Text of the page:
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Belarus solution requires more than sanctions

Belarus' opposition will be "bashed in the head" unless it stops destabilizing the country, said Belarusian President Aleksandr Lukashenko. While opposition activists are being sentenced to jail, the country is in bad need of an opposition leader.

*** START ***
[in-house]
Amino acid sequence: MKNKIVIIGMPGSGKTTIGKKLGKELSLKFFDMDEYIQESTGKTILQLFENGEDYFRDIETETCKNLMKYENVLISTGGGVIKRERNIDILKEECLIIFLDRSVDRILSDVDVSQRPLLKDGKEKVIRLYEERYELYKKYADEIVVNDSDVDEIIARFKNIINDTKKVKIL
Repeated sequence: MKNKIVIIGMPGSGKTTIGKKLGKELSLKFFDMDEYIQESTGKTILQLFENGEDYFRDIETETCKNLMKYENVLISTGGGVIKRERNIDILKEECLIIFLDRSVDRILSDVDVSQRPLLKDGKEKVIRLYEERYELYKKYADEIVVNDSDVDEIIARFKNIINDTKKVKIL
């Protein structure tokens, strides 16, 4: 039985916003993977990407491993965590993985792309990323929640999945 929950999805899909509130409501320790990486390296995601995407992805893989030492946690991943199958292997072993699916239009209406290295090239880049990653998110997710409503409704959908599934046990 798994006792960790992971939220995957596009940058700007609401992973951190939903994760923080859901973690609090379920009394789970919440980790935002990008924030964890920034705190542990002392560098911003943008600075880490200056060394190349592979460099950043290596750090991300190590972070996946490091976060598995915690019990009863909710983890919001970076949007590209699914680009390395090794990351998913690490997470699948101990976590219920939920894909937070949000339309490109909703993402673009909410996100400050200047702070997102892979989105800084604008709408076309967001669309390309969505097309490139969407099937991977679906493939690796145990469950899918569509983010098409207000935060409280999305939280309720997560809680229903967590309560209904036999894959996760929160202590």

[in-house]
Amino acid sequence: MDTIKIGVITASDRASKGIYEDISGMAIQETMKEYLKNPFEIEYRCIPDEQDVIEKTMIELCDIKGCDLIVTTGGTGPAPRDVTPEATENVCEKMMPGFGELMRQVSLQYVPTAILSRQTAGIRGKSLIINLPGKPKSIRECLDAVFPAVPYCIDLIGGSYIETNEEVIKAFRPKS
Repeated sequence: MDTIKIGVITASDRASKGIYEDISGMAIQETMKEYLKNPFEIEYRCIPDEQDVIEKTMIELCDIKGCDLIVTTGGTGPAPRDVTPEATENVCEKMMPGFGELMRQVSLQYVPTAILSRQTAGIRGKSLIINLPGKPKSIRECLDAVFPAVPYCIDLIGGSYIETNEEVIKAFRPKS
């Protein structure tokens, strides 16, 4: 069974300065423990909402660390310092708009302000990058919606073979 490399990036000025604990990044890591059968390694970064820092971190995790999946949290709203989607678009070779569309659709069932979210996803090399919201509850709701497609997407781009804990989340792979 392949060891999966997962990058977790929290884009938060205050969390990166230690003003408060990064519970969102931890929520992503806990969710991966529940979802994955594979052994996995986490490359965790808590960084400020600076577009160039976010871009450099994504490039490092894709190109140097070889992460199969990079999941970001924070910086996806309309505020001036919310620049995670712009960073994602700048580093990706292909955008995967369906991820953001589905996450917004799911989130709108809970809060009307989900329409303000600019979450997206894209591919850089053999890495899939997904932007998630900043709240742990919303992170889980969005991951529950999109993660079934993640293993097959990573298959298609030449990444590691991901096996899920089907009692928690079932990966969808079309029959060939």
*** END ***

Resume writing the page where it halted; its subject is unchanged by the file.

­Lukashenko’s comment comes just days after the first person involved in last year’s mass protests in Minsk, Vasily Parfenkov, was sentenced to four years in jail. Lukashenko seems more than serious in his promise to punish the organizers of the December unrests. The current opposition in Belarus is very divided and too diverse to become a substantial political force in the country, argues Dmitry Babich, a political analyst from Russia's RIA Novosti news agency. “There are Belarusian nationalists who actually represent a tiny minority of the population, there are people who oppose Lukashenko on purely democratic grounds, there are communists – all sorts of people,” said Babich.As a result, the opposition in Belarus has so far failed to work out a common message to the electorate or to agree upon a reforms package or foreign policy, says Babich.Foreign policy is a huge factor in building proper opposition in Belarus, as the opposition is also further divided into pro-Russian and pro-European politicians. An ideal candidate to head the opposition and suit everyone will be very hard to find, says Babich, especially taking into consideration the EU’s position. “If the European Union and the United States drop their simplistic view of the post-Soviet space – they still view Russia as the root of all evil there – if they drop this simplistic view, I think, it will be possible to find a person who would be acceptable for all – Moscow, Brussels and Washington,” Babich declared.The current economic and political sanctions adopted by the EU will neither work properly nor contribute much to the democratic process in Belarus, argues Babich. Minsk will place a bigger emphasis on relations with Moscow, as Russia is Belarus’ most prominent trade partner. “Since there is always a possibility of liaisoning with the European Union via Russia, there can be no real isolation of Belarus. Belarus has never been completely isolated from the outside world. It is not North Korea, it is not Saddam Hussein’s Iraq, it is a much more peaceful and civilized country,” concluded Babich, calling on the EU to practice openness rather than sanctions. In December 2010, thousands of opposition activists took to the streets of Minsk as the polls closed in the country's presidential election. Over 600 protesters were arrested, and more than 20, including several presidential candidates, are facing trials. The EU has sanctioned Belarus, restricting its contacts with Minsk top officials and banning them from its territory.According to the editor-in-chief of Russia in Global Affairs journal, Fyodor Lukyanov, Belarus opposition is still too weak to stand up to Aleksandr Lukashenko’s rule. “Opposition in Belarus is not serious enough to really challenge his rule,” he said. “Even in the case of fair and free elections, I am afraid that Lukashenko would win, not by as much but he would do… Opposition is weak, Lukashenko is nervous.”
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